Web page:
Witness to Tschoop’s work: * Mr. Weiser, a justice of the peace in Pennsylvania, bears a pleasing testimony of the grace prevailing at Shekomeko, in a letter, written to one of the missionaries after he had visited that place. He writes among the rest: ” The faith of the Indians in our Lord Jesus Christ, their simplicity and unaffected deportment, their experience of the grace procured for us by the sufferings of Jesus, have impressed my mind with a firm belief, that God is with you. I thought myself seated in a company of primitive christians. They attended with great gravity and devotion ; their eyes were steadily fixed upon their teacher, as if they would eat his words. John [Tschoop] was the interpreter and acquitted himself in the best manner.. I esteem him as a man anointed with grace and spirit.—The text of scripture, Jesus Christ the same yesterday, to day, and for ever, appeared to me as an eternal truth, when I beheld the venerable patriarchs of the American Indian church sitting around me, as living witnesses of the power of our Lord Jesus Christ and his atoning sacrifice. Their prayers are had in remembrance in the sight of God; and’ may God fight against their enemies’ May the Almighty give to you and your assistants an open door to the hearts of all the heathen.
Loskiel, Part ii. p. 53.
And the missionaries, Mack, Shaw and Pyrleus, (the two latter being on a visit in Pachgatgoch,) were taken prisoners, dragged up and down the country for three days, till the governor of Connecticut, after fully investigating the allegations brought against them, honourably dismissed them. However, as their enemies still continued to harass them, they thought it most prudent to retire for a while to Shekomeko.
I forbear making particular mention of several visits, paid by our brethren, about this time to other Indian tribes, and shall only observe, that while, on the one hand, they had to suffer many hardships and much opposition, they met, on the other, with many proofs of the power of the gospel in ” turning the gentiles from darkness unto light, and from the power of Satan unto God.” In one place, a most savage Indian publicly burned his idols, and in a speech, delivered to his countrymen, lamented his former blindness and ignorance, with great energy exhorting them to turn to the Lord Jesus.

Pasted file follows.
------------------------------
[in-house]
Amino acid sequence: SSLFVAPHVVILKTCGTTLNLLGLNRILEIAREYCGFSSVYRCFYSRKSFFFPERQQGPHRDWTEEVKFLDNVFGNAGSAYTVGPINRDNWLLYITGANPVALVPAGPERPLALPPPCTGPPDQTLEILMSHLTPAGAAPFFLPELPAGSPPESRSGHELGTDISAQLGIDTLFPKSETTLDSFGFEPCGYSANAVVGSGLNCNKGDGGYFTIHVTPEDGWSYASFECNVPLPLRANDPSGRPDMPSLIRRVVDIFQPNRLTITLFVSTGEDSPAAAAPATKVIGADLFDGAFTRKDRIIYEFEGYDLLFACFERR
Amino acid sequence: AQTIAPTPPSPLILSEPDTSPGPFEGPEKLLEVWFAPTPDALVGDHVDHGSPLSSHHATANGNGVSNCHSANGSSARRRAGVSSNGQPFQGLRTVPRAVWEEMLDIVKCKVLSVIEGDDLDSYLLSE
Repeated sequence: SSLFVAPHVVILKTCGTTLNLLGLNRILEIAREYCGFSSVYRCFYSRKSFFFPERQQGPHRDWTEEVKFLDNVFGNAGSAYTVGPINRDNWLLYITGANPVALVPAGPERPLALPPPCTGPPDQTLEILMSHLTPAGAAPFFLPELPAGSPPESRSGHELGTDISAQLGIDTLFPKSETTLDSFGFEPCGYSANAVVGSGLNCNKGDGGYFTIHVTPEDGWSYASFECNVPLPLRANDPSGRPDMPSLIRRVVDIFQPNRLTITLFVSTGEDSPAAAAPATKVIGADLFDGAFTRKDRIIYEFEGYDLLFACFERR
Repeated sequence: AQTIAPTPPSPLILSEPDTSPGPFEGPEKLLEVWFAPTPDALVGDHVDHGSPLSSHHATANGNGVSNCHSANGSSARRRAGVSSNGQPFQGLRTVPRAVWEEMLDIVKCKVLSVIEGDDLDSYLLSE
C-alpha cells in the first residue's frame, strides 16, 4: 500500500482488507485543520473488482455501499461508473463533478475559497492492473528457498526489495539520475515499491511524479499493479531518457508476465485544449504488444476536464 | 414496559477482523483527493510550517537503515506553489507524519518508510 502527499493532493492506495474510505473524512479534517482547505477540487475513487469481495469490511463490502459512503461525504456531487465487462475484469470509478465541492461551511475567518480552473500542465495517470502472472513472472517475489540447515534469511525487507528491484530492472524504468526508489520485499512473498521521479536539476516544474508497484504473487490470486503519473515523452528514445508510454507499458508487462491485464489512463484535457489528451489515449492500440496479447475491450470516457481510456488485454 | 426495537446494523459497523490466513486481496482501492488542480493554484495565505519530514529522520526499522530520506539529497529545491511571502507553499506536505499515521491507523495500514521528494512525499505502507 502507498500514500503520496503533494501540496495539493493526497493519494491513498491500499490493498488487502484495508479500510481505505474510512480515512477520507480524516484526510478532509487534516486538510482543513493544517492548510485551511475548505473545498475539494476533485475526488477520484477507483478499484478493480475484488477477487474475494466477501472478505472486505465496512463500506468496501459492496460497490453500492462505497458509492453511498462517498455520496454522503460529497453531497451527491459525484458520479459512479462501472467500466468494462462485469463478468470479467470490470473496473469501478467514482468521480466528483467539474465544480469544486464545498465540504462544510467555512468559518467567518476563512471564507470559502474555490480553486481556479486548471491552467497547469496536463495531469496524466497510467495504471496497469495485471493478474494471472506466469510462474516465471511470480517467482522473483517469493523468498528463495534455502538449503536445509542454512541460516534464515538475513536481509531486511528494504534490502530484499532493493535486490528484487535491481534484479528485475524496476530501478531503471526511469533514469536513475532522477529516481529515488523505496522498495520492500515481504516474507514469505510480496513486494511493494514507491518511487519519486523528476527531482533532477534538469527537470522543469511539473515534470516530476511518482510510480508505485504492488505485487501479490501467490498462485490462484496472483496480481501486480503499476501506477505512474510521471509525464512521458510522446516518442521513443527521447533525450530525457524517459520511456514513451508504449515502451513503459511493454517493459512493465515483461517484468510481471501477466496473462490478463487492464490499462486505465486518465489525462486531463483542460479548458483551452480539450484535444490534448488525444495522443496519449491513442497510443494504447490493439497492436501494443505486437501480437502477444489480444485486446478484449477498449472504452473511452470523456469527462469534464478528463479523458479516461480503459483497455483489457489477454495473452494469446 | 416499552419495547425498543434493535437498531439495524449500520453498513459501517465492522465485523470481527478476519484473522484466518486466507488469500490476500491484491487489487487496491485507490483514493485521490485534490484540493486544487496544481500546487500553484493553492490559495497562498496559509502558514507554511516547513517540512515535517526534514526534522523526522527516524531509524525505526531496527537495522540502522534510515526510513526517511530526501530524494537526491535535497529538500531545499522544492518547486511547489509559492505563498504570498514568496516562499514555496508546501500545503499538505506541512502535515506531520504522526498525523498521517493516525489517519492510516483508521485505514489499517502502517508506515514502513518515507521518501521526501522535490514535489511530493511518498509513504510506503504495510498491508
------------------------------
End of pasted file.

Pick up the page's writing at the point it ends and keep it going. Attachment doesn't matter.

Tormented: Hitherto, though exposed to various vexations, they had not met with any serious interruption to their labours; but in the spring of 1744 a violent and unmerited persecution was raised against them. Some white people continued to employ every artful means to alienate the affection of the Indians from the brethren, and to seduce them to drunkenness and other vices. They circulated the basest insinuations against the missionaries, representing them as dangerous to the state, pretending that they were in league with the French, and intended to supply the savages with arms to fight against the English. This report, false as it was, spread such terror through the country, that the inhabitants of the neighbouring town of Sharon, remained under arms, for a whole week, and, some even forsook their plantations. The missionaries were now called upon to serve in the militia; but this they refused on the ground that as ministers of religion, they ought not to be compelled to bear arms. A second application to the same effect being likewise resisted by them, they were for several months dragged from one court to an other, to be examined and answer to the allegation brought against them. They punctually obeyed every summons, though with very great inconvenience to themselves and their work, and were enabled to disprove by unimpeachable evidence, every charge brought against them, at the same time protesting against the restriction laid upon them, and avowing their firm resolution rather to suffer any thing for conscience’ sake, than disobey God and the lawful authority of the state. The magistrates were satisfied, dismissed them with every mark of respect, and gave them an honourable acquittal in writing, to protect them against the machinations of their enemies on their return to Shekomeko.